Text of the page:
In order to stop a neutron bomb being dropped on all the zones by the Security Chief, the Doctor plays along that he's turned traitor, and gets key members of the resistance to come to the central zone. There, with some bluff and subterfuge, they turn the tables on their captors. The Security Chief has recorded the War Chief's treachery, and deposes him. In the chaos as the resistance are battling guards, the War Chief kills the Security Chief, but too late - the War Lord has heard the recording, and kills the War Chief. With the War Lord held captive, the Doctor reluctantly calls in the Time Lords - returning all the soldiers to their real times is too much for him, and he needs his people's help. The Doctor, Jamie and Zoe try to escape in the TARDIS, but the Time Lords use their all-pervasive power to drag the ship back to its planet of origin. There, the War Lord is put on trial and sentenced to being erased from existence. Then, it's the Doctor's turn. He justifies his breaking the laws of non-interference by presenting evidence of all the evils he has fought. His companions are sent home, their memories erased of everything but their first adventure with him; then, the Doctor is exiled to Earth where his appearance will be changed again. He drifts off into the void, his regeneration starting...

When the random number generator guided me to The War Games, it happened to be not long after it had been covered by the ongoing Twitch marathon. (I just dipped in to the current tweet stream for #doctorwhoontwitch, and it seems they've reached late Tom Baker and the latest meme is "Salami Sandwich"  - a silly line of Tom's in The Masque of Mandragora that was showcased in a trailer.) I realised, from reading comments from others who'd actually tried it, that in all the times I'd ever watched this seminal Doctor Who story, Patrick Troughton's swansong, I'd never attempted what might have seemed an obvious, albeit gruelling, way to watch - I'd never done it all in one continuous binge. The idea of such a challenge tickled me, and so I started to plan the right moment. The Better Half was out for the day, one Saturday during the recent UK heatwave, and once the children took to their bedrooms, exhausted from water fights and BBQ, I stuck on the DVD and let the next 4+ hours of adventure play uninterrupted. I had a chilled bottle of Sauv Blanc and some snack food, which I would regularly rush to the kitchen to replenish during episode end credits, and there was a minute or two's disruption when I changed to the second disc. But, I did it, and survived.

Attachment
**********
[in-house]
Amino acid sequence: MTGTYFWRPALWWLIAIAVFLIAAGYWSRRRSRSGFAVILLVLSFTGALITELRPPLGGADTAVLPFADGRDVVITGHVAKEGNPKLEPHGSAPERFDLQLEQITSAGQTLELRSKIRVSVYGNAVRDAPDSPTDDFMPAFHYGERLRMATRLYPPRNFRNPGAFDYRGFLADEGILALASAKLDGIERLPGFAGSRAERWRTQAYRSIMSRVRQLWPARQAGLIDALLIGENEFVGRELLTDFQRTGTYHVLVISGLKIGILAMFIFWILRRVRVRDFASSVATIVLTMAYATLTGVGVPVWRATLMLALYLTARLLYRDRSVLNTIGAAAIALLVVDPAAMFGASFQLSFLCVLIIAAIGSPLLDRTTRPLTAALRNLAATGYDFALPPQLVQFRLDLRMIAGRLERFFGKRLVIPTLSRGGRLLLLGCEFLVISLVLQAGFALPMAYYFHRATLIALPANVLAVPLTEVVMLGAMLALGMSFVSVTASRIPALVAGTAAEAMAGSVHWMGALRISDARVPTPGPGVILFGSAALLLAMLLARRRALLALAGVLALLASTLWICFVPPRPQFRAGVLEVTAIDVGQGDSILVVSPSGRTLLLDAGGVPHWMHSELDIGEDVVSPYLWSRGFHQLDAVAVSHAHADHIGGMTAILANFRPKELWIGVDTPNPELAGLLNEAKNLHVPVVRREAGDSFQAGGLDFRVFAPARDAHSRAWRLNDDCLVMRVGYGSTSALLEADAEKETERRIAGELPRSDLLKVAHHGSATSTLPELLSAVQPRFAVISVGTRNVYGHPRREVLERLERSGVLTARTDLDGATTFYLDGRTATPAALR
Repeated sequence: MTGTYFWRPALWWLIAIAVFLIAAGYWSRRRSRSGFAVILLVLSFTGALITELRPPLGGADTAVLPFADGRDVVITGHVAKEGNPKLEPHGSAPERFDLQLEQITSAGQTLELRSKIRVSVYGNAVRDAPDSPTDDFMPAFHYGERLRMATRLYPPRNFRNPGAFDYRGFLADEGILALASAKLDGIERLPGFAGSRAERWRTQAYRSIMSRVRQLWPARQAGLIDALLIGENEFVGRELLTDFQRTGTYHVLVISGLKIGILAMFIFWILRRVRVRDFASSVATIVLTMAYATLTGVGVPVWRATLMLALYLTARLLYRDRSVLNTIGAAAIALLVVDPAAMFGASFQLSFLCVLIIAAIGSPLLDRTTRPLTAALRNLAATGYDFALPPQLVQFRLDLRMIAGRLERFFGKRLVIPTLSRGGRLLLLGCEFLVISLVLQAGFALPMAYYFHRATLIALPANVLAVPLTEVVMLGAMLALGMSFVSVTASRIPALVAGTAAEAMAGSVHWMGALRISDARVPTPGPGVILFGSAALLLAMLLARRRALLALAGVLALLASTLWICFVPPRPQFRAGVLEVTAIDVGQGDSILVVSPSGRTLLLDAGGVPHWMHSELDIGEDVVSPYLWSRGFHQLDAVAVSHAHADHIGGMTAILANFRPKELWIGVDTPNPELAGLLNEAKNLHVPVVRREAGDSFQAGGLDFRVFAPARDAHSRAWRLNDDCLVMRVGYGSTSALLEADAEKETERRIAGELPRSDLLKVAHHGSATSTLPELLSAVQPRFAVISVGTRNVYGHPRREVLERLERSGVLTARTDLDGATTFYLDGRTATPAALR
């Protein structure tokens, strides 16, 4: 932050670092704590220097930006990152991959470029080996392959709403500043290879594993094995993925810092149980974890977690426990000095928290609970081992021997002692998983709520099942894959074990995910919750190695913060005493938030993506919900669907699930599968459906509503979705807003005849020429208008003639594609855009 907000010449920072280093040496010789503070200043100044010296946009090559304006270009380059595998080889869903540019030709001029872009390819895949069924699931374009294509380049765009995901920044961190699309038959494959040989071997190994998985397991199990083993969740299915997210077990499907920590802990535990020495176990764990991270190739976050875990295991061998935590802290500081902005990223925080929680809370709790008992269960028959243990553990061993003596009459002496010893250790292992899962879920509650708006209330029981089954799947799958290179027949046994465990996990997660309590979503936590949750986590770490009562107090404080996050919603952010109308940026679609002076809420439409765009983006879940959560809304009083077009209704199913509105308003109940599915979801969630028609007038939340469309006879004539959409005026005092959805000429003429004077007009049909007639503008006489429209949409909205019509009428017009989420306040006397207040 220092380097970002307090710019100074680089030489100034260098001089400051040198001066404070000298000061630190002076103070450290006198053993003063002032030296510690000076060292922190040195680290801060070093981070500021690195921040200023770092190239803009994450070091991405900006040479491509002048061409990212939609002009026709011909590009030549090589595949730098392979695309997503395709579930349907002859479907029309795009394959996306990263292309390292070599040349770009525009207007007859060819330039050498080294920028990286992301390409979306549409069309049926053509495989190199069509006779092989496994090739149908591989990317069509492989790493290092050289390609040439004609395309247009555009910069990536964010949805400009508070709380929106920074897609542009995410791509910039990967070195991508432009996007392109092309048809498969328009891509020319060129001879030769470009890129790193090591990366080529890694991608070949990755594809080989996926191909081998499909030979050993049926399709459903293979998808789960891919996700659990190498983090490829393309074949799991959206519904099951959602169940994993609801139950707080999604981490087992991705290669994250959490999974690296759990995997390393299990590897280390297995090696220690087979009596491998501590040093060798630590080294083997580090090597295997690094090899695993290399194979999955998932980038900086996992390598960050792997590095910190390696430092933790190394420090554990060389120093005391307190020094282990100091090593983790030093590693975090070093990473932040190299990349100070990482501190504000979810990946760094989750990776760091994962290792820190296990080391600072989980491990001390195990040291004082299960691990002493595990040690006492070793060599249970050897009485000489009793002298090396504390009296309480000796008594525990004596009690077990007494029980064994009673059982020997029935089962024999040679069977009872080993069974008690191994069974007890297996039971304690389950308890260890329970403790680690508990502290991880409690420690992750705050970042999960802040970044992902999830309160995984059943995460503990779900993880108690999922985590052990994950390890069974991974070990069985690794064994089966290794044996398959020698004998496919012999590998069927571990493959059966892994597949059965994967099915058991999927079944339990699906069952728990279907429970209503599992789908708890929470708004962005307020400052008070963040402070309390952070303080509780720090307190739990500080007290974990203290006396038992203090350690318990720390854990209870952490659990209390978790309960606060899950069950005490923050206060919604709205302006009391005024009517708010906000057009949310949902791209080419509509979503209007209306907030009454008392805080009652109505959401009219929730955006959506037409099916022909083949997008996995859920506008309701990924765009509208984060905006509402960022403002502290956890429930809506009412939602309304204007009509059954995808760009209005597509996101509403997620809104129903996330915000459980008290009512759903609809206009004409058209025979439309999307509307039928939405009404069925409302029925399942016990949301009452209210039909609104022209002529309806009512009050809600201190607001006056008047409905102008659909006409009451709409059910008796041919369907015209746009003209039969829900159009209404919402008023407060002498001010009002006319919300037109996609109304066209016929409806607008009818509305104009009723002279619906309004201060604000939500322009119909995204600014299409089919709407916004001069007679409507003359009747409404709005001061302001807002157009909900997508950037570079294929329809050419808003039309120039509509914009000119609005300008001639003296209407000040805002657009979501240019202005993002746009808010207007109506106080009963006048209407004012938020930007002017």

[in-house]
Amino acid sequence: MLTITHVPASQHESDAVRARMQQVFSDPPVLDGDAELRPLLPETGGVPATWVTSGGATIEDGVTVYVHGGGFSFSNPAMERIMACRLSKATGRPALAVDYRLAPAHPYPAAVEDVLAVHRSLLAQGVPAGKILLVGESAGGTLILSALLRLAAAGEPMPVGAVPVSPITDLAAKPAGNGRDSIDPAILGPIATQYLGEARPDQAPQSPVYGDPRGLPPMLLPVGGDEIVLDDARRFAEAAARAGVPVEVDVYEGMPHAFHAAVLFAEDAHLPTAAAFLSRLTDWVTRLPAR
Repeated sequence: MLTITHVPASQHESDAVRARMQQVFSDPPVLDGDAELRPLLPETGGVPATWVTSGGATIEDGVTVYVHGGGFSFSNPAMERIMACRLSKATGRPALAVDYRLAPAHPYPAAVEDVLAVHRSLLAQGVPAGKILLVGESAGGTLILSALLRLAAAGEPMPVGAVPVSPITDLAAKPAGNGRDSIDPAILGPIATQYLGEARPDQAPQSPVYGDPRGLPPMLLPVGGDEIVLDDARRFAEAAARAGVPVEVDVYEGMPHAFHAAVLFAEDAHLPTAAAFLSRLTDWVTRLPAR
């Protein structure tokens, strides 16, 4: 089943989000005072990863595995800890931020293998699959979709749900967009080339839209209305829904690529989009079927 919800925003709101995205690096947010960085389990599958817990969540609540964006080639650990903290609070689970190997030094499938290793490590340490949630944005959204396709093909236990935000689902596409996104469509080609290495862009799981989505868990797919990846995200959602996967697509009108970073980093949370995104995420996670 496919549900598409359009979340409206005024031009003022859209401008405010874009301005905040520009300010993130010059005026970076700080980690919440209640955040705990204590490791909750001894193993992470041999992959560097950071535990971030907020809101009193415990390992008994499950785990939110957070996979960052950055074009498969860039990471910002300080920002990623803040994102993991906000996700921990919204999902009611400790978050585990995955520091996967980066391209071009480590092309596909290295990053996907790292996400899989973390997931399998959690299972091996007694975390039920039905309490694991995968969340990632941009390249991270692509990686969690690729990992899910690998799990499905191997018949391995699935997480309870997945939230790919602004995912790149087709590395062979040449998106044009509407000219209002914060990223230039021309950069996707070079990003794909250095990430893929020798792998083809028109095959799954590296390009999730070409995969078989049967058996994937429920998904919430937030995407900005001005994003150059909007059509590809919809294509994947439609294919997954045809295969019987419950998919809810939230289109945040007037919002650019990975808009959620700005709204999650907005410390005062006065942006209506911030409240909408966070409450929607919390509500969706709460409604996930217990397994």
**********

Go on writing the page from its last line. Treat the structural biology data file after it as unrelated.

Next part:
First-time round:
In early 1990, The War Games was one of probably the most exciting brace of Doctor Who VHS releases ever to come onto the market. For the last few years of the 1980s, I'd started my collection, slowly getting hold of the mere three tapes that were available for an affordable price at that time, whenever and wherever I could find them. The first one I bought upon its release - or at least as soon as possible afterwards (distribution was patchy) - was Death to the Daleks in 1987. There followed a couple of years of releases, which I picked up one by one. In 1989, a dizzying four tapes covering three stories suddenly appeared on the shelves of WH Smiths.